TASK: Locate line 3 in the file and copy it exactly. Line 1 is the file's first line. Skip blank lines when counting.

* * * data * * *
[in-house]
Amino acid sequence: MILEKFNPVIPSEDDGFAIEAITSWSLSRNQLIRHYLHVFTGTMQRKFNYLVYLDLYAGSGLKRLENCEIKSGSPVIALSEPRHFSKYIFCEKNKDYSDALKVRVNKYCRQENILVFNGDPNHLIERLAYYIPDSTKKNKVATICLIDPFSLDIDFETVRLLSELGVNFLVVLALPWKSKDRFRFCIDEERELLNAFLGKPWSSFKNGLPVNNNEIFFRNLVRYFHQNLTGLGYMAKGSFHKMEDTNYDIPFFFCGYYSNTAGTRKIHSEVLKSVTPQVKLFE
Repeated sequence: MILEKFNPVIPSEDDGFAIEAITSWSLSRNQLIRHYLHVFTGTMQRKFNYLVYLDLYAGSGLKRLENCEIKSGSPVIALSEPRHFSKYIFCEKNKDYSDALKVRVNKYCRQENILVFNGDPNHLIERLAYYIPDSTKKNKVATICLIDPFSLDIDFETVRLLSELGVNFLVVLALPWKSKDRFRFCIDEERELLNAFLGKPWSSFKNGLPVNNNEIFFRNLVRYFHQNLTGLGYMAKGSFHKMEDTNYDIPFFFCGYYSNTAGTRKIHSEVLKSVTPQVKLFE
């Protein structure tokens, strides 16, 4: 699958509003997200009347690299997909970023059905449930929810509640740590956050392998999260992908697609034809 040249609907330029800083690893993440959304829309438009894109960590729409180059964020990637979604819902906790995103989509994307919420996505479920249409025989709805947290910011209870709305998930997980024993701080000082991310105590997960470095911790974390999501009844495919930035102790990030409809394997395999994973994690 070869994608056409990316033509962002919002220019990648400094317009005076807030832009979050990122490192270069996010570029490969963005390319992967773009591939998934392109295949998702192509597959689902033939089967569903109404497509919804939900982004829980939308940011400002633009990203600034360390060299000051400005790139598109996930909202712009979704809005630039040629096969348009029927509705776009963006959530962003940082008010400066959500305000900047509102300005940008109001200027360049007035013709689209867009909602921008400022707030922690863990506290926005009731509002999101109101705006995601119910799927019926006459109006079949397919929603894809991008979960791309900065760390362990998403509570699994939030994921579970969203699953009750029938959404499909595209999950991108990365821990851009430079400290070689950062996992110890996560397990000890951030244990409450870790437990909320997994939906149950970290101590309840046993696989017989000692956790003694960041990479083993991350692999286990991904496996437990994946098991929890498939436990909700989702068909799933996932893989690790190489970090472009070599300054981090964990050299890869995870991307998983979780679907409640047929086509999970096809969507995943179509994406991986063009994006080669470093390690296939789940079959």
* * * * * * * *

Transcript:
Repeated sequence: MILEKFNPVIPSEDDGFAIEAITSWSLSRNQLIRHYLHVFTGTMQRKFNYLVYLDLYAGSGLKRLENCEIKSGSPVIALSEPRHFSKYIFCEKNKDYSDALKVRVNKYCRQENILVFNGDPNHLIERLAYYIPDSTKKNKVATICLIDPFSLDIDFETVRLLSELGVNFLVVLALPWKSKDRFRFCIDEERELLNAFLGKPWSSFKNGLPVNNNEIFFRNLVRYFHQNLTGLGYMAKGSFHKMEDTNYDIPFFFCGYYSNTAGTRKIHSEVLKSVTPQVKLFE